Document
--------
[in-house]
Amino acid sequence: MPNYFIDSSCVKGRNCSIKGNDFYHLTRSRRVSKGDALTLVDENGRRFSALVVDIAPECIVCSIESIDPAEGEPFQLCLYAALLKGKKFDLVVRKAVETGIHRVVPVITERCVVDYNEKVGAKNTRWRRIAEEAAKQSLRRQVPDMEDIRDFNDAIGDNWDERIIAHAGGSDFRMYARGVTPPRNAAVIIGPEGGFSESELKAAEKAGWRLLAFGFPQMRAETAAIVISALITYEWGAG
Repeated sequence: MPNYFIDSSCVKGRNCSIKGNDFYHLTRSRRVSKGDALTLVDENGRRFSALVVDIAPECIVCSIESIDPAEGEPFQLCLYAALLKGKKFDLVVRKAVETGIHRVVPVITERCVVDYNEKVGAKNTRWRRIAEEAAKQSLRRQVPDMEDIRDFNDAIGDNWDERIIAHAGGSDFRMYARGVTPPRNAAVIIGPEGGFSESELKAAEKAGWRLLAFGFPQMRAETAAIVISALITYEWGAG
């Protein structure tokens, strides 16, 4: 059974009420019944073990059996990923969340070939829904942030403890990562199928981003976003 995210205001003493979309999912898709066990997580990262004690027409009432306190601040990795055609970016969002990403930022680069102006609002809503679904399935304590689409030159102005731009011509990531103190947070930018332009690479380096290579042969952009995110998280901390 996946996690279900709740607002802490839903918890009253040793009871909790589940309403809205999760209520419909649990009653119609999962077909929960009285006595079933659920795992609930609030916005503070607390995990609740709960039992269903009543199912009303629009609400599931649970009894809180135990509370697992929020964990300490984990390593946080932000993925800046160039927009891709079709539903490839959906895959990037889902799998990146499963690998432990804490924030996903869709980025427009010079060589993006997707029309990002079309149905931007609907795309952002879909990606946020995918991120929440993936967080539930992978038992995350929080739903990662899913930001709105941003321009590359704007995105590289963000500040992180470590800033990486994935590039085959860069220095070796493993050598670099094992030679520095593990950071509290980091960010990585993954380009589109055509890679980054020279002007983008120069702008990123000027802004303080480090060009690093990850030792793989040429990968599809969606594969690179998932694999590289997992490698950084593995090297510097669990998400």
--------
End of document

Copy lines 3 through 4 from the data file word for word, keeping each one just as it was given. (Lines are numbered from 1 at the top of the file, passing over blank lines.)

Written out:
Repeated sequence: MPNYFIDSSCVKGRNCSIKGNDFYHLTRSRRVSKGDALTLVDENGRRFSALVVDIAPECIVCSIESIDPAEGEPFQLCLYAALLKGKKFDLVVRKAVETGIHRVVPVITERCVVDYNEKVGAKNTRWRRIAEEAAKQSLRRQVPDMEDIRDFNDAIGDNWDERIIAHAGGSDFRMYARGVTPPRNAAVIIGPEGGFSESELKAAEKAGWRLLAFGFPQMRAETAAIVISALITYEWGAG
């Protein structure tokens, strides 16, 4: 059974009420019944073990059996990923969340070939829904942030403890990562199928981003976003 995210205001003493979309999912898709066990997580990262004690027409009432306190601040990795055609970016969002990403930022680069102006609002809503679904399935304590689409030159102005731009011509990531103190947070930018332009690479380096290579042969952009995110998280901390 996946996690279900709740607002802490839903918890009253040793009871909790589940309403809205999760209520419909649990009653119609999962077909929960009285006595079933659920795992609930609030916005503070607390995990609740709960039992269903009543199912009303629009609400599931649970009894809180135990509370697992929020964990300490984990390593946080932000993925800046160039927009891709079709539903490839959906895959990037889902799998990146499963690998432990804490924030996903869709980025427009010079060589993006997707029309990002079309149905931007609907795309952002879909990606946020995918991120929440993936967080539930992978038992995350929080739903990662899913930001709105941003321009590359704007995105590289963000500040992180470590800033990486994935590039085959860069220095070796493993050598670099094992030679520095593990950071509290980091960010990585993954380009589109055509890679980054020279002007983008120069702008990123000027802004303080480090060009690093990850030792793989040429990968599809969606594969690179998932694999590289997992490698950084593995090297510097669990998400």